© 2024 KRCU Public Radio
90.9 Cape Girardeau | 88.9-HD Ste. Genevieve | 88.7 Poplar Bluff
Play Live Radio
Next Up:
0:00 0:00
Available On Air Stations

What Biden eats while campaigning reveals a lot about him and voters he's courting


Apparently, you say a lot with what you choose to eat, especially in public. On the campaign trail, where the president is eating and drinking says something about him and the voters he's courting. Here's NPR White House correspondent Deepa Shivaram.

PRESIDENT JOE BIDEN: Hey, man. How are you?


DEEPA SHIVARAM, BYLINE: When President Biden was in Los Angeles last week for an event on student loan debt, he made a quick detour.

UNIDENTIFIED PERSON #2: Smile. Say hi to the president, girl.

BIDEN: How are you?

SHIVARAM: At a Mexican cafe, he surprised diners and took selfies before he ordered a breakfast burrito to go. There's been mounting criticism lately about things from the president's age to his policies. As Biden has been trying to get out of Washington and into swing states, these kinds of stops have become part of Biden's routine. In New York City this week, he ordered mint chip ice cream with late-night host Seth Meyers. Earlier this month, he tried boba tea in Las Vegas' Chinatown. And outside Raleigh, he stopped for burgers and a milkshake at the Southern fast-food chain Cookout. But when you're the president, a meal isn't ever just a meal. Biden's choices in where to stop and what to order are very deliberate.

ALEX PRUD'HOMME: Food is more than simply nutrition. It is a series of symbols.

SHIVARAM: That's Alex Prud'homme. He wrote a book called "Dinner With The President" that's all about how politics intersects with food.

PRUD'HOMME: Food is relatable because we all have to eat. If you see a candidate eating the kind of food you like, it gives you a level of comfort.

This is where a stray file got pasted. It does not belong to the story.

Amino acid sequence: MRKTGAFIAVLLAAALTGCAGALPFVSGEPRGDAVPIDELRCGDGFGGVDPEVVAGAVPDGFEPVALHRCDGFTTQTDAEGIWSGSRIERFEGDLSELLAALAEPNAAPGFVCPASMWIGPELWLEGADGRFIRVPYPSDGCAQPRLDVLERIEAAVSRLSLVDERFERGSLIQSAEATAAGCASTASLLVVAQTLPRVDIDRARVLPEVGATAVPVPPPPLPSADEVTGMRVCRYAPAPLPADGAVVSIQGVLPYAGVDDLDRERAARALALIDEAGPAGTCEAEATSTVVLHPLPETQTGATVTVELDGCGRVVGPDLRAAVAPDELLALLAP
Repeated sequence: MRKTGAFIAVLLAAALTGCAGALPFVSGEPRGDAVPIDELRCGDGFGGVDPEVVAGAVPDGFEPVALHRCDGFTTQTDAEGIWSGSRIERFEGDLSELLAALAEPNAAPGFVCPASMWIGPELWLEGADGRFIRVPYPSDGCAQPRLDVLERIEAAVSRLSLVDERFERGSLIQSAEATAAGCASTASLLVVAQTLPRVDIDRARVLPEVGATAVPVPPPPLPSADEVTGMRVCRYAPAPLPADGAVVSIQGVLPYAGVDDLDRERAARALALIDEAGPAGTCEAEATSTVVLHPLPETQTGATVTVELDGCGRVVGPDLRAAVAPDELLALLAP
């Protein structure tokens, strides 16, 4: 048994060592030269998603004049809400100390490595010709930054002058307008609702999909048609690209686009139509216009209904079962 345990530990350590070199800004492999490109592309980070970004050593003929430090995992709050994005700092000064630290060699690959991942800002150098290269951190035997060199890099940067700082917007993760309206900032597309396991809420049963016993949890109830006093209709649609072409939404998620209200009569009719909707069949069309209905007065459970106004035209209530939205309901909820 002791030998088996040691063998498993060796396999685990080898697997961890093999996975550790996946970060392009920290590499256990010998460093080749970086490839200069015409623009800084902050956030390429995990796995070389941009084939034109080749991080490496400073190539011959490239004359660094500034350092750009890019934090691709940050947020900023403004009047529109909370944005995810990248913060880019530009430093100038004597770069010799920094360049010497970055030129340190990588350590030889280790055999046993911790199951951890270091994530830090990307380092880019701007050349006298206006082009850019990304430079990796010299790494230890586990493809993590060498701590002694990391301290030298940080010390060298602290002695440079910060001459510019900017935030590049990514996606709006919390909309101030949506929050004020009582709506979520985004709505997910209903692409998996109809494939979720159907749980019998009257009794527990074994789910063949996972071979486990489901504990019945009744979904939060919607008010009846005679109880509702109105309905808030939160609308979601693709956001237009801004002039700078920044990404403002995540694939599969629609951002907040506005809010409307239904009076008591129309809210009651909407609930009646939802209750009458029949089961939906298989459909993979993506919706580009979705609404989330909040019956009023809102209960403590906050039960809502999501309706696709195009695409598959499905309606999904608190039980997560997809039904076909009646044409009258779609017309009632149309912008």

SHIVARAM: Take, for example, Biden trying boba tea. It's a Taiwanese drink with tapioca pearls inside, popular with Asian Americans and younger people. And it also sends a message to voters who think he's too old for the job, says Hunter Lewis, the editor-in-chief of Food and Wine.

HUNTER LEWIS: Age is the question right now. And so I think going to a Cookout, going to a boba tea shop, those are smart moves. I mean, he is projecting that he connects with a younger audience and is in the know.

SHIVARAM: These stops on the trail are a stark contrast to former President Donald Trump, the likely Republican candidate in this election. He prefers big rallies, not these small settings. They're also a contrast to Biden's official events and get him out from behind the podium and engaging in retail politics. Jim Messina, who ran President Obama's 2012 campaign, says it's a more natural place for Biden to be.

JIM MESSINA: Joe Biden feeds off the crowd. He's a little like Bill Clinton. He's better in that setting. He likes it.

SHIVARAM: It is a smaller crowd when Biden makes these stops, but his team makes sure to capture the moments to share online through social media. One of those videos features Juan Vargas. He runs Nowhere Coffee with his wife outside Allentown, Pa. When Biden came to visit last month, he ordered a smoothie and then sat down with the Vargases for 40 minutes and talked about everything from oil prices to the cost of drugs. It was a planned conversation, but Vargas said it meant a lot.

JUAN VARGAS: I didn't realize, it's really real to him when he's saying this stuff on the TV, you know? He does, actually - he looks at you, and you, like, you can feel it.

SHIVARAM: The campaign is hoping Biden's food stops on the trail help him break through and connect with people, even if they're not interested in politics. It's a strategy that shows they're reaching to bring in more voters in an election that is likely to be decided by a small margin.

Deepa Shivaram, NPR News.

(SOUNDBITE OF MUSIC) Transcript provided by NPR, Copyright NPR.

NPR transcripts are created on a rush deadline by an NPR contractor. This text may not be in its final form and may be updated or revised in the future. Accuracy and availability may vary. The authoritative record of NPR’s programming is the audio record.

Deepa Shivaram is a multi-platform political reporter on NPR's Washington Desk.